Kevin & Rhonda returned from GenCon toting the brand new Reiner Knizia game from Fantasy Flight. Everyone was eager to re-live the literary classic and dredge-up memories from their school years … which is quite likely when we all read that novel! So, the game was kept set-up on the table, and two groups had the opportunity to play during the course of the evening.
I must admit that my memories of the Beowulf story have faded nearly completely from my mind. Oh, I remember a lot about my high school years … but my memories of the dozens and dozens of “classics” I was required to read in my classes was long ago forced to the far recesses of my mind. I vaguely remember a snippet or two from each of them, but the bulk of the material has long ago turned to mush.
Fortunately, knowledge of the story isn’t a requirement to play the game. Sure, it might help one appreciate the storyline and theme, but one can still play and enjoy the game without having a clue of the novel’s story or characters. Interestingly, the game does trace the storyline, and players can learn a bit about Beowulf’s adventures by reading the related information in the rules. This helped bring some of those long forgotten memories back to life.
Since I don’t own the game or have the rules at my disposal, I risk omitting certain aspects of the game, or simply explaining them incorrectly. So, at this point, I’ll keep my description brief.
Each turn, Beowulf moves one space closer to the story’s climax. Depending upon the space moved onto, players then participate in auctions, draw cards, play cards, etc. Auctions are conducted by playing cards akin to the method used in Taj Mahal or even the chip bidding of For Sale. Players must play cards of the type depicted on the space, with rewards including fame points, gold or cards. Dropping out of the bidding early may incur penalties, usually wounds or “scratches”, three of which will result in a wound. Every player will receive a reward or incur a penalty, and they get to choose which reward they desire based on how they finished the auction. Of course, the players who dropped out of the bidding early will be further down in this “picking” order, so will often incur nasty penalties.
Since Beowulf follows a predetermined path, players will know which spaces lay ahead and can plan accordingly. Planning will generally mean stockpiling the correct types of cards so that you can compete in the upcoming encounters.
The ultimate objective of the game is to have the most fame points. Fame is earned throughout the game by successfully completing encounters, and by converting previously won gold or acquired cards at the appropriate times. Further fame is earned at the end of the game based upon the cards and gold held by the players: the more, the better.
Like many Knizia games, card management is one of the keys to the game. Players must choose the encounters in which they will participate, and then decide how long to remain in the card-play competition. Winning an encounter has its rewards, but if you spend too many cards in the process, you will be ill-prepared to compete in subsequent competitions. This is perhaps the most critical element of the game … and the most fun. The card-play “bidding” during the encounters can be quite tense.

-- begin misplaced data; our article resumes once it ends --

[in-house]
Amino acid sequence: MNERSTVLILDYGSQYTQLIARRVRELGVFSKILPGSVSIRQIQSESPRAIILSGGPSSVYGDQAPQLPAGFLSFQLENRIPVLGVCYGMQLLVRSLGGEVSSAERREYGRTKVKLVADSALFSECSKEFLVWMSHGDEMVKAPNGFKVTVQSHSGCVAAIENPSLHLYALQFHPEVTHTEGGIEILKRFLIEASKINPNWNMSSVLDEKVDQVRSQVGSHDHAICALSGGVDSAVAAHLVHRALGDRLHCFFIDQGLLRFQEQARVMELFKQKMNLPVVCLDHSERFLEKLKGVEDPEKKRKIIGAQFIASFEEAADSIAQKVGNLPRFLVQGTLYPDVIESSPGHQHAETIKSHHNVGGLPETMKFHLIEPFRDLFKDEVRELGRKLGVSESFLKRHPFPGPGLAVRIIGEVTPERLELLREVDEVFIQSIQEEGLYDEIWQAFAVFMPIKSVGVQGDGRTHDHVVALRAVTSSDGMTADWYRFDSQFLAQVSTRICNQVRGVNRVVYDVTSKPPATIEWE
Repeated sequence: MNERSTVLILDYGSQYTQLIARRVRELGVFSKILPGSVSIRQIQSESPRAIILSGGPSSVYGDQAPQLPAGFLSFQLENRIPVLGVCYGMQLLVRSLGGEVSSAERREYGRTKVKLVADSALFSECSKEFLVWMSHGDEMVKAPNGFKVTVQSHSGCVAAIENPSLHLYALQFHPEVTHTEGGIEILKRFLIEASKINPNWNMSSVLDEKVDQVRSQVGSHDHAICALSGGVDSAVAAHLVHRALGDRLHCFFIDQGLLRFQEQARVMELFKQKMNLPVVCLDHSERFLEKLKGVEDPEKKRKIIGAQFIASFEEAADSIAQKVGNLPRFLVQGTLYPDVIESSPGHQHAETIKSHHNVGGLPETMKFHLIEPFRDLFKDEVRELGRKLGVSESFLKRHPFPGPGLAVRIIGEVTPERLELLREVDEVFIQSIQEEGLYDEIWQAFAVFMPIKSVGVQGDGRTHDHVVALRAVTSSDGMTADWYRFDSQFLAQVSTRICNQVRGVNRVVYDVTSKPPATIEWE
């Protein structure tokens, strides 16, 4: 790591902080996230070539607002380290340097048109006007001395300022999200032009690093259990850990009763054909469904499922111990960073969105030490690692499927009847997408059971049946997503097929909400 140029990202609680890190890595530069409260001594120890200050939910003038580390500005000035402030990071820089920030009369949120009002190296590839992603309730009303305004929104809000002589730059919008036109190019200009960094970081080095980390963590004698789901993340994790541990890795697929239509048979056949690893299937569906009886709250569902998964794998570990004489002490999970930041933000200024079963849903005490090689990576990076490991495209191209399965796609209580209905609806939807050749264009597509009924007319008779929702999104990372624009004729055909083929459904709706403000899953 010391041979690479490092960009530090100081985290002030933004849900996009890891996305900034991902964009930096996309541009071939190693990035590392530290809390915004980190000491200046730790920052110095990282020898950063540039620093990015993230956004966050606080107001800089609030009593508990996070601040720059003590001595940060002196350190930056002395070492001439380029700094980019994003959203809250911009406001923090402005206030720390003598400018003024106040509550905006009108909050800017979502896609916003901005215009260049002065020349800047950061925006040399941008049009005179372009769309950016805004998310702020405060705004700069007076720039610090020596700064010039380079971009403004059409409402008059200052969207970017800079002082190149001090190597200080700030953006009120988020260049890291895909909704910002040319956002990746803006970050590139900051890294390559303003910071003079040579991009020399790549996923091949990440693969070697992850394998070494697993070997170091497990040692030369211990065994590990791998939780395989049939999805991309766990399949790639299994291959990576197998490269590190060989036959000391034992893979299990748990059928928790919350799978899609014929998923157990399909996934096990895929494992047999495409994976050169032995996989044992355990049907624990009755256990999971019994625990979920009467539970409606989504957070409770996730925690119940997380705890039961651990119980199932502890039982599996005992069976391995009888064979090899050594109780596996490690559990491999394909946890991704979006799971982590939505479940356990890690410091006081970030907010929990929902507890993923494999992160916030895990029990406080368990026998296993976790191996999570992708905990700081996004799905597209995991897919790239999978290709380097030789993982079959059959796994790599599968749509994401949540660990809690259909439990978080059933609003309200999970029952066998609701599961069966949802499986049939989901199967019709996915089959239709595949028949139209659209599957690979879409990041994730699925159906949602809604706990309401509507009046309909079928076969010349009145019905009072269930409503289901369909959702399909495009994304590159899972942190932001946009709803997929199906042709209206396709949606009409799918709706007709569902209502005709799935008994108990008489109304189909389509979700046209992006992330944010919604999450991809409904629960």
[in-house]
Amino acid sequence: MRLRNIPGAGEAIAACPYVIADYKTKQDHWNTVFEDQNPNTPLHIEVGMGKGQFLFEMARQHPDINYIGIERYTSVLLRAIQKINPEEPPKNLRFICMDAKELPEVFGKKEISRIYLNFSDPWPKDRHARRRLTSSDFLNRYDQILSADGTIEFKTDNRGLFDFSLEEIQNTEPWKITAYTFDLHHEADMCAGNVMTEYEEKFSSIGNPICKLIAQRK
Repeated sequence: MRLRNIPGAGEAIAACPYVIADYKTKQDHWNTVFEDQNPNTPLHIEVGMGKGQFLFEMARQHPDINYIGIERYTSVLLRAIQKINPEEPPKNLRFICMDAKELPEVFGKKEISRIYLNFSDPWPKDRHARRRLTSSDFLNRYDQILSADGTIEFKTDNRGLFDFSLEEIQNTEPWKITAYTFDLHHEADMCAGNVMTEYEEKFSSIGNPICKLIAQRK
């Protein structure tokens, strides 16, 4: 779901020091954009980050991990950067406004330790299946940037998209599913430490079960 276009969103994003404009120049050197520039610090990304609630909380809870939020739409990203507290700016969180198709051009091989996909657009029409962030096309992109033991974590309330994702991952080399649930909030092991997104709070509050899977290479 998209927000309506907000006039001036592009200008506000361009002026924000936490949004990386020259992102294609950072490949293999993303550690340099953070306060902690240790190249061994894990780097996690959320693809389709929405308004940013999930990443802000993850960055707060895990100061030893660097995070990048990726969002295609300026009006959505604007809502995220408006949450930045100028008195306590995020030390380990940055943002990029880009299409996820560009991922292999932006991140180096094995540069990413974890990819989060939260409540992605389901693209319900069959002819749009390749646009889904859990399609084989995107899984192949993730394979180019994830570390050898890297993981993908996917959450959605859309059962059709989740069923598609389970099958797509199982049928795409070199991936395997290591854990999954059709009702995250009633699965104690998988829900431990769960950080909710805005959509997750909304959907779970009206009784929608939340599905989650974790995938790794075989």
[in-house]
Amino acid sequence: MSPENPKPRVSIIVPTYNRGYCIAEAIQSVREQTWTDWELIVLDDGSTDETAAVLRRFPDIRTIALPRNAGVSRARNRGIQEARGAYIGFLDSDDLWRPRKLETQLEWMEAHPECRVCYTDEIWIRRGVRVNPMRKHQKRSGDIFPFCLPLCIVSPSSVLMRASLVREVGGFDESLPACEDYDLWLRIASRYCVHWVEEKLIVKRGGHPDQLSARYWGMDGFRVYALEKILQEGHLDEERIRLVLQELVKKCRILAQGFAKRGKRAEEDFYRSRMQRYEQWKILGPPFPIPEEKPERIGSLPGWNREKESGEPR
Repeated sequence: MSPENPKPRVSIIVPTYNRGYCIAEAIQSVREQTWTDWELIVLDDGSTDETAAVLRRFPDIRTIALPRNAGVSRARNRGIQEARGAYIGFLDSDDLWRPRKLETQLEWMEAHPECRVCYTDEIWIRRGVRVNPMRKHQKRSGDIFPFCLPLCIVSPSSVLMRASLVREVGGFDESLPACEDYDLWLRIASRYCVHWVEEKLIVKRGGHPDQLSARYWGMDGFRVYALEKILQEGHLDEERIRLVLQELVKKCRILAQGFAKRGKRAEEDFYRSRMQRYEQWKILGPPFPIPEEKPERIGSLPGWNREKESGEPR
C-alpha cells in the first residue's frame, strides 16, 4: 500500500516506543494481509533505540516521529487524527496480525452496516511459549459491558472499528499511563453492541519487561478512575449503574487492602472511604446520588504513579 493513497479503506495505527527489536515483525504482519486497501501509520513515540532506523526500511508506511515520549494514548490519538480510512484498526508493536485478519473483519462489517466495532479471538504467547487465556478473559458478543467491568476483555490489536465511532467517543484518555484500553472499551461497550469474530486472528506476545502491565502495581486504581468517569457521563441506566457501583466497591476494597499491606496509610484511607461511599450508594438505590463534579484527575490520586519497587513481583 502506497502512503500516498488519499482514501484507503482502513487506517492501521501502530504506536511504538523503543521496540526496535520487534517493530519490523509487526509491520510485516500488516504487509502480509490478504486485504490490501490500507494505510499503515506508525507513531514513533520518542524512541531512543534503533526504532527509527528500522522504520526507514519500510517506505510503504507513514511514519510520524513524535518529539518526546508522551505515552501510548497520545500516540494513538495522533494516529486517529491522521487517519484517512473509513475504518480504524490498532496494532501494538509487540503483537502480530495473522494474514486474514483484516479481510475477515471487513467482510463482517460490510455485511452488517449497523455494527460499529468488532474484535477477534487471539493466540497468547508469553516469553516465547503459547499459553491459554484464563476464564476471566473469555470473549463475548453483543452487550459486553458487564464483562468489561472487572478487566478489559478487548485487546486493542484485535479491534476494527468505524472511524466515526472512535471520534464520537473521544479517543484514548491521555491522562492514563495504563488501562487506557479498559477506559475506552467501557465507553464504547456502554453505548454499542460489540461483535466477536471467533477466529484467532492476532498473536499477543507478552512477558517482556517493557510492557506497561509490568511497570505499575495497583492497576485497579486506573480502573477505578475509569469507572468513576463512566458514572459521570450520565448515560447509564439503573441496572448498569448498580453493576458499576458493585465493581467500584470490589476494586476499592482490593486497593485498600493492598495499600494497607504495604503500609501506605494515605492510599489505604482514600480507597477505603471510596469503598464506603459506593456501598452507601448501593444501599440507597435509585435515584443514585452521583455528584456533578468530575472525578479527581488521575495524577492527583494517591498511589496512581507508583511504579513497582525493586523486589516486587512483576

Cards can be replenished along the way, but it is a slow process. Further, cards can often be drawn during an encounter in an effort to reveal the type needed. This is known as the “risk” phase, but as its name implies, there is risk. If a player fails to uncover the required type of card, he instead suffers a scratch. As mentioned earlier, scratches lead to wounds, and possessing three or more wounds at the end of the game will cost a player five fame points. Conversely, being wound-free earns a player five additional fame points. So, while “risking” to acquire the needed cards can be beneficial, it can also be quite harmful.
After Beowulf moves through all of the encounters, gold and cards are converted into fame in the final two stages. After this conversion, the player with the most fame becomes Beowulf’s successor and wins the game.
I was pleasantly surprised by the game, enjoying it more than I anticipated. It has been compared to Knizia’s Lord of the Rings, a cooperative style game that I admired but didn’t much enjoy playing. Fortunately, cooperation is not one of the requirements here, as each player is attempting to emerge from Beowulf’s large shadow and become his successor. This results in fierce competition and an enjoyable gaming experience.
Concerns? Yes. I wonder about the long-term re-playability of the game. It may begin to have a repetitive feel after a few plays. But this won’t reveal itself until I’ve had chance to play it several times. I think I’ll enjoy those plays, even if the game ultimately loses its uniqueness and luster.
The first game saw Chris, Kevin, Robert and Keith accompanying Beowulf through numerous perils and helping fight off a host of evil nasties. I don’t have any details, but Chris prevailed.
In the second game, the competitors were Robert, Kevin, Rhonda and I. I suffered form a persistent shortage of cards, so had to carefully pick and choose the encounters in which I would participate. I opted to avoid “risking” most of the time, while my opponents seemed to choose this option on every occasion. Much to our chagrin, Rhonda seemed to have uncanny luck at picking the exact cards she needed.
I opted to choose fame whenever possible, and acquired just enough gold to compete in the final few encounters which required the expenditure of this precious metal. I felt very comfortable in my position until Rhonda possessed the most cards to earn an abundance of fame points in the very last stage. This proved enough to earn her the victory.
Finals: Rhonda 35, Greg 32, Robert 19, Kevin 19
Ratings: Kevin 8, Rhonda 7, Greg 7, Robert 7